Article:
Personal Stories: Ricky Flanders
My name is Rick Flanders, am 34 yrs old,
of Asian heritage and I live in the San Francisco bay area. I stumbled
upon your website and found it helpful. I was recently diagnosed by a
cardiologist after an echocardiogram that my aortic root (ascending
aorta) is severely dilated at 6.2 cm. I just had an MRA a couple of days
ago and am awaiting the results. At this stage, I'm trying to figure out
why I would have this condition as I am not marfanoid.
My primary care
doctor was concerned that I may have Ehlers Danlos since I am double
jointed in my fingers and elbows. But I don't have many of the
characteristics of Ehlers Danlos (especially type IV), which are
traslucent skin, big eyes, no ear lobes, and easily bruised. With Ehlers
Danlos, of course, the risk of surgery is much much greater.
I am curious, did any doctor figure out what the cause of your
condition was? Also, what were your symptoms before you actually had to
go to the ER and had your ascending aorta grafted? Needless to say, I am
very scared and anxious about all this.
It's been a long time since I last contacted you, and so much has
happened. Anyways, I've been meaning to contact you for a while now, but
this is the first time in a couple of months I've been able to get
around to getting back in touch with you.
Well, thanks very much to you and your website (btw, I see that
you've added so much to your website since I first stumbled across it -
that's awesome!), David Liang, Sunny, Julie and Dr. Miller have been
taking good care of me. Due to my HMO problem, David saw me gratis for
the first visit in May and did an echocardiogram on me.
He and Sunny saw me after hours in their clinic and stayed with me
for almost 3 hours after, analyzing me, informing me and answering all
my questions. What a dedicated doctor and staff! The echo unfortunately
confirmed that my ascending aorta (at the root) was around 6.3 cm. My
hopes for a false reading from my previous tests at a different
cardiology office was deflated. David and Sunny was so nice and caring
that they helped me a lot to alleviate my fears.
My next step was to get my HMO to approve me to have the repair
surgery done by Craig Miller. And boy, this was such a nightmarish
experience that I don't ever wasn't to go thru again. After being jerked
around and denied a couple of times by the HMO, and many frustrating
phone calls and visits with my network physicians and cardiothoracic
surgeon, I finally got the HMO to approve me to get the surgery done by
The basis for my requirement to get the surgery done at Stanford was
because Dr. Miller is one of the most experienced surgeons in the world
that can save the heart valves. By the way, Dr. Miller is just as nice
and personable and down to earth as David and his staff are.
Well, I had my surgery on July 20, and am now recovering well at
home. The surgery was 9 hours but Dr. Miller was able to save my valves
and he said they look good and should last me a long time. I stayed in
the hospital until July 25. I must say that the first month of recovery
was not a pleasant thing to go through. My chest hurt every time I
cough, turn, get up, laid down, etc. The worst was probably my throat
(or was it my tongue - I couldn't really tell) hurt badly from the tube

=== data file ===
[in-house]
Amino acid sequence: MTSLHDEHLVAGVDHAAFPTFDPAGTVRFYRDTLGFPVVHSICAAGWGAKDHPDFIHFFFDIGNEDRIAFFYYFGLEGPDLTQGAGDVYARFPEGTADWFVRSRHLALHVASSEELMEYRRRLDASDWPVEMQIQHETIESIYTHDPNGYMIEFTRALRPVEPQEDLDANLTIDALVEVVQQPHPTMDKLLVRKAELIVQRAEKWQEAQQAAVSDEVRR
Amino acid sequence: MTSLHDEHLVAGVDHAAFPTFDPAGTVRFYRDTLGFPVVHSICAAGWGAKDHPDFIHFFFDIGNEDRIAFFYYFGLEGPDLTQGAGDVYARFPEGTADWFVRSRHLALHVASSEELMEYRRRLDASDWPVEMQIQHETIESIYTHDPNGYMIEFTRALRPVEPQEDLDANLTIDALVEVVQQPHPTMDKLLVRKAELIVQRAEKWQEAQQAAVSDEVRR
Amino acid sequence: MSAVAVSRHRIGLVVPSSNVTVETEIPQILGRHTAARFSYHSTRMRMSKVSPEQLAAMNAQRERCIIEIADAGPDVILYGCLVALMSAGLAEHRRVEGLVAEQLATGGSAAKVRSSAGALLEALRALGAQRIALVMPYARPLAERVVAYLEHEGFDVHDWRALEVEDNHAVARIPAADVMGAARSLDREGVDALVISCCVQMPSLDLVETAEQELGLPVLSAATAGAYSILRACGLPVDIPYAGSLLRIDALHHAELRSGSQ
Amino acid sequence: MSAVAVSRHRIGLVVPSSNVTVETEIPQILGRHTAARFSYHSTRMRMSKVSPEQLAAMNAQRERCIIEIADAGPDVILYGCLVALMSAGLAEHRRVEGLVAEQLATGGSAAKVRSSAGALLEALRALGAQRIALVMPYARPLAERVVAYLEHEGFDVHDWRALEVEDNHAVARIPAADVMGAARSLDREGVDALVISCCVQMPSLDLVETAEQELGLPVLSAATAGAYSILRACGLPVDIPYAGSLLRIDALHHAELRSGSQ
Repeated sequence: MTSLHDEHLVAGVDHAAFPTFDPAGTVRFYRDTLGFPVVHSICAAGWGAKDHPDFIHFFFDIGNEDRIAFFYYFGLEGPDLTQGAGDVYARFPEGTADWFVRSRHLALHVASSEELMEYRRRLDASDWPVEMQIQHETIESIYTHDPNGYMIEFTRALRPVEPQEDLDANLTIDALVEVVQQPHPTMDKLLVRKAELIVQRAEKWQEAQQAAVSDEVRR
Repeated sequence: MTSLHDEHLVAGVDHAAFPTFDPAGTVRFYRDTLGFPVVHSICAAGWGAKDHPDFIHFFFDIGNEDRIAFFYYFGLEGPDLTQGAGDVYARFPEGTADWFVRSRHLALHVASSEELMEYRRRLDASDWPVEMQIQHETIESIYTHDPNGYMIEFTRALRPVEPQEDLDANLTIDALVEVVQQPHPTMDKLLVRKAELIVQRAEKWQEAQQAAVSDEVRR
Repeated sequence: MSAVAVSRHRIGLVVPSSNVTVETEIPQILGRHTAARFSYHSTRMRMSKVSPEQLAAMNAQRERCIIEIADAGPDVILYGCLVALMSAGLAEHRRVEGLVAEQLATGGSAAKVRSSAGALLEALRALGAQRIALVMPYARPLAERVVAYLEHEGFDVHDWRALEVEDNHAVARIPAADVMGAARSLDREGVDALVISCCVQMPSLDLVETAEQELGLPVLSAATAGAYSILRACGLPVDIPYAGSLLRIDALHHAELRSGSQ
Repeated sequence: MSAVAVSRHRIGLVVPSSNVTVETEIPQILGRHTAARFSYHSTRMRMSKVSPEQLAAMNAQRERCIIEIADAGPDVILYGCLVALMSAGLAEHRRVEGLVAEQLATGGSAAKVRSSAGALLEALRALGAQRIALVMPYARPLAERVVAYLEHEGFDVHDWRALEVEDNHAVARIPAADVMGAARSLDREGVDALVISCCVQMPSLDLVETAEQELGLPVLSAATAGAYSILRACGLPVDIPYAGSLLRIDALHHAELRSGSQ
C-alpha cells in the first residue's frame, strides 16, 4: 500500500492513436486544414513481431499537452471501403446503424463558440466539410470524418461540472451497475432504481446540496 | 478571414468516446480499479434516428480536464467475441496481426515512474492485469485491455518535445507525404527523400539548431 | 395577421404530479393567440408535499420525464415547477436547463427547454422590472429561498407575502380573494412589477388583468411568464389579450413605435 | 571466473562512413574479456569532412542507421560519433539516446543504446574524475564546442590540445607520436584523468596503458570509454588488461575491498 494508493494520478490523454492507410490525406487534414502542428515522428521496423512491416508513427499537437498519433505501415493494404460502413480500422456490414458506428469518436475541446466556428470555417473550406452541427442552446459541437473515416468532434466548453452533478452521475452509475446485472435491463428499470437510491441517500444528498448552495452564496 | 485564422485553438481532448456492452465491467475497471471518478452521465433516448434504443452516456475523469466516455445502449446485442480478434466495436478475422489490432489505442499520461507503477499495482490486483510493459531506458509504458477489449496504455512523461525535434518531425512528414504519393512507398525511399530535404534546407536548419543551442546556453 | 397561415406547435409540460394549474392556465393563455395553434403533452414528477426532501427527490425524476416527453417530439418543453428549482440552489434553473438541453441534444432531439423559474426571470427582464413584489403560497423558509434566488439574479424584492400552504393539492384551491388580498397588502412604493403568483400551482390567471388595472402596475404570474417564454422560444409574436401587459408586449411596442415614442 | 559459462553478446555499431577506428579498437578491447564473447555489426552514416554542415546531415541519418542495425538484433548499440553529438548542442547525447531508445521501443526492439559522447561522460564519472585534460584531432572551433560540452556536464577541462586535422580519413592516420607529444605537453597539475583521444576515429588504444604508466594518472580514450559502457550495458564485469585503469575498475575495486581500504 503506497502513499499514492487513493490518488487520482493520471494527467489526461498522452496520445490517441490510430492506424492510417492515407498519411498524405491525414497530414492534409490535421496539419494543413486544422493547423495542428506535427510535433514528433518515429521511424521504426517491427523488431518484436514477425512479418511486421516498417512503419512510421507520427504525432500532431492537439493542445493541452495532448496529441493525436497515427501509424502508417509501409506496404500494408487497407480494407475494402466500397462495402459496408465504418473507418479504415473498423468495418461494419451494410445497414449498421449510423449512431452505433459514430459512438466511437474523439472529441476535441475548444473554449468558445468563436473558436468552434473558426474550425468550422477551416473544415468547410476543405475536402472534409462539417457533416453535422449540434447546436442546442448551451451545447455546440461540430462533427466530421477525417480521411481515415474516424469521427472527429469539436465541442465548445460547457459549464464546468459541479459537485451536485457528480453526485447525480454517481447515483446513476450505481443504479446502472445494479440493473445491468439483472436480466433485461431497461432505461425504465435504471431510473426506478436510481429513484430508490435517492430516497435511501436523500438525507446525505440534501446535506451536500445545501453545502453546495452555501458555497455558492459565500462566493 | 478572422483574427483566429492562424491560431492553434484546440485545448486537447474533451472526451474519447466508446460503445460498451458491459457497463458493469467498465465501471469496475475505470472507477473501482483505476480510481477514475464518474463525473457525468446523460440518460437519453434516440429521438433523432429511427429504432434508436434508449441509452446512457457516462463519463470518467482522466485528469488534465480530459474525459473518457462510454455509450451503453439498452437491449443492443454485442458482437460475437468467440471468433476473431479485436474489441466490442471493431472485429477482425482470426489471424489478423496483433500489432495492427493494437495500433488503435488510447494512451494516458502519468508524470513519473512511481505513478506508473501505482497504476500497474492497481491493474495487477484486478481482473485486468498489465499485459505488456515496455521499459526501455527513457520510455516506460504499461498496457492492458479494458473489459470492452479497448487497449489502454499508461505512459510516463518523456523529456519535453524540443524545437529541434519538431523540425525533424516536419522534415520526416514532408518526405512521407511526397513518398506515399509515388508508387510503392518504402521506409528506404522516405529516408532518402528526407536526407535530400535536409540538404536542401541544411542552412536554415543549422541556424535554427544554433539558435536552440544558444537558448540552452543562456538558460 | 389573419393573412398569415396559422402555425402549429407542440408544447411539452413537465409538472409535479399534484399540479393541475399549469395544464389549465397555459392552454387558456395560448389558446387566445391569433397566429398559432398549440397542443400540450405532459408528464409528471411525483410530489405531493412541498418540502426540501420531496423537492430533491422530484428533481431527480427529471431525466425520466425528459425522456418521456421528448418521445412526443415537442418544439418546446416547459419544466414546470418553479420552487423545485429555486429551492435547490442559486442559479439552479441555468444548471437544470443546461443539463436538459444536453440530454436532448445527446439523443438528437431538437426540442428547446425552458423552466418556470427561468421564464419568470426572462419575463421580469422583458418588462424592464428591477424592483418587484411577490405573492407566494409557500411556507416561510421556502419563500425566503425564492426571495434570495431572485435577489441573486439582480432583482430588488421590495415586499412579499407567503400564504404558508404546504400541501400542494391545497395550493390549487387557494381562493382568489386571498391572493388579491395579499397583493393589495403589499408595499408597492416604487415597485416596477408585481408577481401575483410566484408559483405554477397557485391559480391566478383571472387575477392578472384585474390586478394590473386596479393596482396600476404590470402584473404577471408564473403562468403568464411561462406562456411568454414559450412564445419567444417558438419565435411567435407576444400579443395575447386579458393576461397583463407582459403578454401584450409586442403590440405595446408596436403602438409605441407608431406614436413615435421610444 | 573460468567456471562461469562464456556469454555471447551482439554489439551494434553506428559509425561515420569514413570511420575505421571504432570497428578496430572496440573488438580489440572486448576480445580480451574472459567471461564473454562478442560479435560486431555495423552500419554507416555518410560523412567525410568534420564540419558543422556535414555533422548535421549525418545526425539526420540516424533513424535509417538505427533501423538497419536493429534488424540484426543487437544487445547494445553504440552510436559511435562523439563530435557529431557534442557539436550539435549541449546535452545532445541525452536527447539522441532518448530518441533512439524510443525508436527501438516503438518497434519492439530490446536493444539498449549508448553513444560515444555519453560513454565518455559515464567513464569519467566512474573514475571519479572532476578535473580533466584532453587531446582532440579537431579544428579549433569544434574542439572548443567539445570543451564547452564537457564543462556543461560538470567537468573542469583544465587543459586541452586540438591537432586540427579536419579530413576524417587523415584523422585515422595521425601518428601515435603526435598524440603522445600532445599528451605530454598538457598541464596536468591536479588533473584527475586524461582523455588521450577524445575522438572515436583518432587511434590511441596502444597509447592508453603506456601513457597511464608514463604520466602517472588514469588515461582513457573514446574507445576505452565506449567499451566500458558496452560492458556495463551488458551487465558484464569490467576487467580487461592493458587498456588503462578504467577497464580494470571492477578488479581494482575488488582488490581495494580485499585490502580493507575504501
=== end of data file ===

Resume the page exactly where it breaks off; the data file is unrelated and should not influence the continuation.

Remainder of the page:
the breathing tube.
This pain lasted almost 4 weeks after the surgery! But once that
healed, I was able to eat better, and in turn, I had more energy to walk
more and more. I am up to walking between 2.5 to 3 miles a day, and
actually today walked over 7 miles straight!
I went to see Dr. Miller yesterday for my follow up visit and he said
I looked and my heart sounded good. He gave me the go ahead to return to
work anytime I wanted to. I am probably going to start work again the
first week of October. My chest still has a little discomfort, both from
the incision (lower part) and the sternum not yet fully healed, but
other than that I feel great.
The biggest thing is the relief that I
have from not having to worry about a dissection anymore and the anxiety
that I had before the operation. Dr. Miller is very sure that I do not
have Marfan's and David ruled out Ehler's Danhlos the first time he saw
me. The weird thing is that my oldest brother who is five years older
than me, has an aortic root aneurysm also.
His aneurysm is asymmetrical in shape and is surgical at this point,
measuring 6.2 at the largest points. He too is now seeing David and will
have the surgery done by Dr. Miller on Sept. 30. Dr. Miller thinks we
have a connective tissue mutated gene, that was probably inherited from
our father. We can't be sure what his aorta looked like since he passed
away from cancer at the age of 37. At this point, the rest of both my
and my brother's aorta looks normal, but of course, we'll have an echo
done every year.
Brian, I just wanted to thank you so much for if not saving my life,
then at least giving me a chance to have a better quality of life with
the valve saving surgical repair- by referring me to David and the folks
at Stanford. I truly believe that I stumbled upon your website not just
by happen chance, but rather by divine intervention. God has blessed me
in so many ways, and I'm looking forward to not waste any part of the
rest of my life away. You are doing great work with your website so
please keep it up. You're welcome to use any part of my story to add to
your site, as a fellow aortic dissection/aneurysm survivor, I too would
like to help others if I can.
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